My first days racing was at a small track in the south of Ireland. It was raining, which is typical I guess. My dad brought me to the races when I was 5 years old and I’ll never forget it. I had no idea what I was looking at. It was a game of sizes. The horses were huge and their saddles were tiny. Then I saw the jockeys and they were pretty small too. But at that point I was new to the game that has become my life. The hook for me wasn’t the intricacies and idiosyncrasies that I enjoy today. Or the knowledge of the horses and the match ups. It was simply the thrill of the race, the speed and danger that was there for everyone to see.
That’s the thing about jump racing, regardless of how you found it on that first day, it gets you and makes the hair stand on the back of your neck. There is an honesty about the sport that is there for all to see. The first horse past the post wins. Simple. It is that simplistic view along with the incredible challenge that jump racing presents that makes it special. To ride an animal at 30mph plus at and over an obstacle at 4’6″ and this is normal for us, although in reality this is the furthest activity from normal.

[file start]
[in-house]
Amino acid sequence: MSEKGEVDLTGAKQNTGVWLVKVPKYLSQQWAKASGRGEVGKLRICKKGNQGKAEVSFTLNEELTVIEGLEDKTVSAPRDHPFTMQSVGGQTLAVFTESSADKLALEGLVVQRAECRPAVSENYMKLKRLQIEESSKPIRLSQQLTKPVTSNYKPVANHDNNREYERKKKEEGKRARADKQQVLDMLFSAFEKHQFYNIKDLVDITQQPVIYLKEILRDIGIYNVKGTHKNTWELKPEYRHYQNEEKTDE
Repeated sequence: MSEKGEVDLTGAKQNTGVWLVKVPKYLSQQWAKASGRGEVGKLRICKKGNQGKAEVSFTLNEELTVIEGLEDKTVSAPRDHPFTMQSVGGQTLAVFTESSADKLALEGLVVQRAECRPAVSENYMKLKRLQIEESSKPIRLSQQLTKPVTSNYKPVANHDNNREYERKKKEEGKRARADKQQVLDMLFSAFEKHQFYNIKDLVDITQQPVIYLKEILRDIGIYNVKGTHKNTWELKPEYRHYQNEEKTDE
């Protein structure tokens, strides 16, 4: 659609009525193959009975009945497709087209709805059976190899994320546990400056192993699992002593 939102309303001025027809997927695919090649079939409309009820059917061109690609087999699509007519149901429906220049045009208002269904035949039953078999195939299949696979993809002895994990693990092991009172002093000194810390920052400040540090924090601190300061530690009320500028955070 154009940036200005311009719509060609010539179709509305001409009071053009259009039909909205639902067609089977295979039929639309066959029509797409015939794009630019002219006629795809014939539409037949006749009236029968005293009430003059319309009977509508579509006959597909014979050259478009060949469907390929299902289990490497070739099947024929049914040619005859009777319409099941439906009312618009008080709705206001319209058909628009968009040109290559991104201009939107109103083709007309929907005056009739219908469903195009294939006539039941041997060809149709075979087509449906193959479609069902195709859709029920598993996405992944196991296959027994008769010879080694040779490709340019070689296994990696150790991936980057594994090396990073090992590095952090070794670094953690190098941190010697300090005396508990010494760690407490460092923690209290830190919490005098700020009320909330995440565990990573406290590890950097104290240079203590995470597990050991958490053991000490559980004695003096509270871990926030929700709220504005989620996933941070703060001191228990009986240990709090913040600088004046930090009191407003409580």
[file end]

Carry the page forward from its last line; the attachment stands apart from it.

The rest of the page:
Now the commentary sounds different and some of the paddocks are a different shape in the USA but jump racing is pretty spectacular in whatever land you are in. The white rails and black fences of the Cheltenham Festival or the colosseum like atmosphere created at Sandown Park are the panicle venues of our sport. But on the other hand I’ve never felt the buzz that is generated at an infield party in high summer here in the US. The cheers from a packed grandstand at Far Hills or the joy on the face of the winning connections at any race here is truly unmatched anywhere in the world.
Growing up in Ireland, you very quickly find that an appreciation and understanding of racing is just part of life there. When you walk into any bar or barber shop, you will find people talking about the weekend that just gone or the one that upcoming. But to see a tear of joy roll down the cheek of the winning trainer in a simple maiden hurdle race is a sight that is distinctly American. That love for a racehorse as a member of the family does not exist in very many places. America has something here, something that can’t be bottled or sold. It can, however be felt and seen in most barns and race meets up and down the east coast of the country. We may be a long way off a daily newspaper, or a TV channel just for us but it is a way of life for so many. A way of life that I for one, am hooked on.